Richard III Society declares peace over Bosworth track plans

Artist impression of the new track Image copyright Horiba Mira
Image caption Artist impression of the new track proposed for part of the Battle of Bosworth site

The Richard III Society has said it now wants to work with a firm planning to build on the Bosworth battlefield.

It was among various groups opposed to plans for a driverless car test track on part of the site in Leicestershire, where King Richard was killed in 1485.

However, the scheme was approved and now the group says it will back a survey to create a 3D map of the land "how Richard would have seen it".

But the Battlefield Trust said it was concerned about a precedent being set.

Image caption The development encroaches on the south-western tip of the battlefield

Hinckley and Bosworth Council approved the plans in September despite opposition from the Richard III Society, Battlefields Trust and Historic England, along with a 15,000-signature petition.

About 27 acres - around 1% of the battlefield site - is to be built on.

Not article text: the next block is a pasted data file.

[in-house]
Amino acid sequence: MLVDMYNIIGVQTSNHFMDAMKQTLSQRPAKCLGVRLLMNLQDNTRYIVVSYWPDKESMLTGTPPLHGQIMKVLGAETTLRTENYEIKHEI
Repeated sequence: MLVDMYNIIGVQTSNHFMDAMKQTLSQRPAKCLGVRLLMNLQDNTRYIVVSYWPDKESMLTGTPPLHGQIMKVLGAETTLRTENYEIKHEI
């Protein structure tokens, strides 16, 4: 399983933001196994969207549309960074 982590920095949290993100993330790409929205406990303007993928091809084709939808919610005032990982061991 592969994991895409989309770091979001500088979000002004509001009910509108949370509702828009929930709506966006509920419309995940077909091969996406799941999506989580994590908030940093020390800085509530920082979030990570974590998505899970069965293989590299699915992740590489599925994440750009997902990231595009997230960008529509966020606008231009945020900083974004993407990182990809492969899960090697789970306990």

Japanese tech company Horiba Mira said the facility for driverless cars near Higham-on-the-Hill would create about 1,000 jobs.

Image caption Sally Henshaw, of the Richard III Society, said they felt there was no other option than working with developers

Sally Henshaw, secretary of the Richard III Society, said it was "very sad" the plans had been approved but they had to "look forward".

"Soon after the decision we discovered there was no third party right of appeal and the only way to challenge it was if there was some legal irregularity, which there doesn't seem to have been.

"The [new digital map] will show the battlefield as it is now and then be able to go back to 1485 before the hedges and fences were there and give you an idea of how Henry and Richard would have seen it," she said.

Image caption An annual event marks the Battle of Bosworth

The Battlefields Trust said it "remains disappointed" the plans were approved.

A Horiba Mira spokesman could not give details of the project for either the map or track development but said it expected to work with a "variety of stakeholders on the archaeological aspects of the site" as the scheme progressed.

The Battle of Bosworth took place on 22 August 1485, and saw Henry Tudor defeat and kill Richard III, whose remains were eventually found beneath a Leicester car park in 2012.

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